Turn uncertainty into success

The Downside of Uncertainty: A Guide to Finding Possibilities in the Unknown

by Nathan Furr and Susannah Harmon Furr, Harvard Business Review Press, 2022

Wherever you turn, uncertainty seems to be growing. Navigate climate projections, workforce instability, new diseases, political and economic uncertainty. The digitization of everything is monetizing our attention and wiping out stable industries. For the average person, burdened by the weight of uncertainty, it has become more difficult to negotiate even the smallest of everyday decisions. The simple act of choosing your morning coffee requires sifting through an endless menu to choose from. And for a career? Ever-evolving ways of working make any decision about what technical skills to master and the areas to pursue a full skill. It is therefore not surprising that recent research points to the growing need of individuals to not only accept uncertainty but also create a satisfying life in the face of it.

So let’s argue Nathan and Susannah Harmon Furr in their new book, The Downside of Uncertainty, a smart self-help resource for those of us who need a guiding hand in uncertain times. The authors are husband and wife, respectively a professor at INSEAD (an international business school based in France) and an entrepreneur, designer, art historian, and self-proclaimed contrarian. Their supposedly hopeful and practically helpful guide provides B-school entrepreneurs and students with a carefully crafted set of guidelines if over-crammed to lead a better life.

They write: “Every insight, choice, action and innovation emerges only after a period of uncertainty. “And the uncertainty brought by every mistake, failure, discouragement, and even disaster has the potential to be in it.” So take your phone — you don’t have to run away from this existential challenge of modern life.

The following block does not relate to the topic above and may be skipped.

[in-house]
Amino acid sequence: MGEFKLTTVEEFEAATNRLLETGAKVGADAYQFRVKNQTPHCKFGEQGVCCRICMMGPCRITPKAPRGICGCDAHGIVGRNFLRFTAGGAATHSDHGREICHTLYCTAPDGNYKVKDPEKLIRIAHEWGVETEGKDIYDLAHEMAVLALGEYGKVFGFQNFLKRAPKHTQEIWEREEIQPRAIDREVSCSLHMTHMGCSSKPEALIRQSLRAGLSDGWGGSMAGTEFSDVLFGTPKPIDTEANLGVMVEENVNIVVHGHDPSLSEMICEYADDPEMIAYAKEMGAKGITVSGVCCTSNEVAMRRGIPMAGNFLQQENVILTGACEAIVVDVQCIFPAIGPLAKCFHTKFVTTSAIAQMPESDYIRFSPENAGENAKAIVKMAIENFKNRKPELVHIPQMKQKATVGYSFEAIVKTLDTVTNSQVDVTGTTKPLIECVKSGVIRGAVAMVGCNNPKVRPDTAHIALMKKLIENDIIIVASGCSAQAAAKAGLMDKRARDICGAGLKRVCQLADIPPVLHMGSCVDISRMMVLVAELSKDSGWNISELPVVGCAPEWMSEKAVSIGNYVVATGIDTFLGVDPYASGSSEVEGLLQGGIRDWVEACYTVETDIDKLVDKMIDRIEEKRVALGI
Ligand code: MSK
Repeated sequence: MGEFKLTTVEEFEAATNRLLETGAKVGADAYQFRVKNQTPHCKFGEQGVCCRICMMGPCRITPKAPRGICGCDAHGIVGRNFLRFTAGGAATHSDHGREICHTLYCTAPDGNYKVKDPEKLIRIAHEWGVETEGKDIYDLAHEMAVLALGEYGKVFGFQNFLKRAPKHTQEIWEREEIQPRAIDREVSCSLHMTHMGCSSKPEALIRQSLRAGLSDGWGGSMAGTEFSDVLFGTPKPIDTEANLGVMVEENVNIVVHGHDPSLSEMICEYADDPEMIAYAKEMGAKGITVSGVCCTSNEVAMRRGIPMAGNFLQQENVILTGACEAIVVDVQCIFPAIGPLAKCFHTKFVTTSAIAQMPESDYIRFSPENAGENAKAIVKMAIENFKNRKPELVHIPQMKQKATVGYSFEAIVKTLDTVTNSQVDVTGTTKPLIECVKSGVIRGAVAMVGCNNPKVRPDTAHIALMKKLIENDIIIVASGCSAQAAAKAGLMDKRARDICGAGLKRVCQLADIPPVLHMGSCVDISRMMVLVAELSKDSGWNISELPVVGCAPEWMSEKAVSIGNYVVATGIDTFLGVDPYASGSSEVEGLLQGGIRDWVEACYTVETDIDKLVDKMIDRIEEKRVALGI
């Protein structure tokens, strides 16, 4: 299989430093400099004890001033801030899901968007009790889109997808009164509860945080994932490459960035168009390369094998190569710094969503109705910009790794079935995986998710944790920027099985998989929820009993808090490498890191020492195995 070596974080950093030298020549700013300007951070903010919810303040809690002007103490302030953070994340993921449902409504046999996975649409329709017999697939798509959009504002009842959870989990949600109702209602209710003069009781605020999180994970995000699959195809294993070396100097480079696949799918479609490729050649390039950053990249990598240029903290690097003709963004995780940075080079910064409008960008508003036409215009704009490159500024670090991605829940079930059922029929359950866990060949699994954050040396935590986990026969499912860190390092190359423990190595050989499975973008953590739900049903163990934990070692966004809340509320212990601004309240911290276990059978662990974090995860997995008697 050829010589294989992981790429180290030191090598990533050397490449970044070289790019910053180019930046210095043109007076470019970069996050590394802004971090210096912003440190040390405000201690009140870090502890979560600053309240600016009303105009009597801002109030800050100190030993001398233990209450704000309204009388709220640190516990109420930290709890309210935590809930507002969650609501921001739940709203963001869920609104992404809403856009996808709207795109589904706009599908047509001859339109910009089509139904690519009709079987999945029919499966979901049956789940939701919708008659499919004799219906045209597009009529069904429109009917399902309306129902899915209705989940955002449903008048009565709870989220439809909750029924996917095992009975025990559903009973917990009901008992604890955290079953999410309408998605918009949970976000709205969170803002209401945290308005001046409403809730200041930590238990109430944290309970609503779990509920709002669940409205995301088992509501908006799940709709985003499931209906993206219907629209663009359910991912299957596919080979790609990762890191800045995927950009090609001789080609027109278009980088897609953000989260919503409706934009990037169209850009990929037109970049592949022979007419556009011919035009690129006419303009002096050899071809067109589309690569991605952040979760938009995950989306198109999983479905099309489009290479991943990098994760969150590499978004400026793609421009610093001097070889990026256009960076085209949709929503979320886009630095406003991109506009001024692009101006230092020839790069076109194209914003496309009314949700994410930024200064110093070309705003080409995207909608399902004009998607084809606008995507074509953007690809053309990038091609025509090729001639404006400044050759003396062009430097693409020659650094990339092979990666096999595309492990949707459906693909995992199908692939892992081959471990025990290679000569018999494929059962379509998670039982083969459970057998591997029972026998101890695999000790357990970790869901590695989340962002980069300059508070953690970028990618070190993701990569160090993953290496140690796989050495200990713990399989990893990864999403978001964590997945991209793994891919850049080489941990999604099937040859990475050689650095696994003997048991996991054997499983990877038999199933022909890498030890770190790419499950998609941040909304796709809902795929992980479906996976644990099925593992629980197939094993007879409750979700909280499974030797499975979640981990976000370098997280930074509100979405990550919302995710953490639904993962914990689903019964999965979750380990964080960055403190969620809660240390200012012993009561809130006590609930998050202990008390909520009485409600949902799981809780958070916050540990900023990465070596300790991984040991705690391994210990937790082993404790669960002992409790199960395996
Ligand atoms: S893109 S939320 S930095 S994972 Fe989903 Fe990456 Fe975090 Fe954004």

The uncertainty brought about by every mistake, failure, discouragement, and even disaster has the potential to happen within it. “

Instead, you can follow Furrs’ four-point model to tackle it directly: Reframe, Prime, Do, and Sustain. Each of those four actions comes with a set of tools. Refactoring tools help you think more creatively about challenges and see potential benefits and opportunities within them. Primers help you prepare to act on those opportunities. Working tools give you the traction to unlock their full promise. Finally, retention tools “provide comfort and remind you why and how to move on.” These tools can help broaden your sense of possibility, essentially allowing you to consider options that may at first seem unrealistic. They have helped the authors think more realistically about moving to Europe, for example, by helping to clarify the trade-offs involved in living abroad.

These four pillars bring together 260 pages of a lengthy debate generated by research dating back to the early 2000s, including interviews and insights from renowned thinkers like Amos Tversky and Daniel. Kahneman, Malcolm Gladwell, Adam Grant, Carol Dweck and Angela Duckworth, and from entrepreneurs like Elon Musk and Jeff Bezos. The Furrs regularly exploited Bezos’ famous decision to scrap a successful career at hedge fund DE Shaw to launch the crazy idea of ​​selling books over the internet, a move the authors cite as: proof that believing in one’s unproven vision can lead to a life of fulfillment beyond imagination.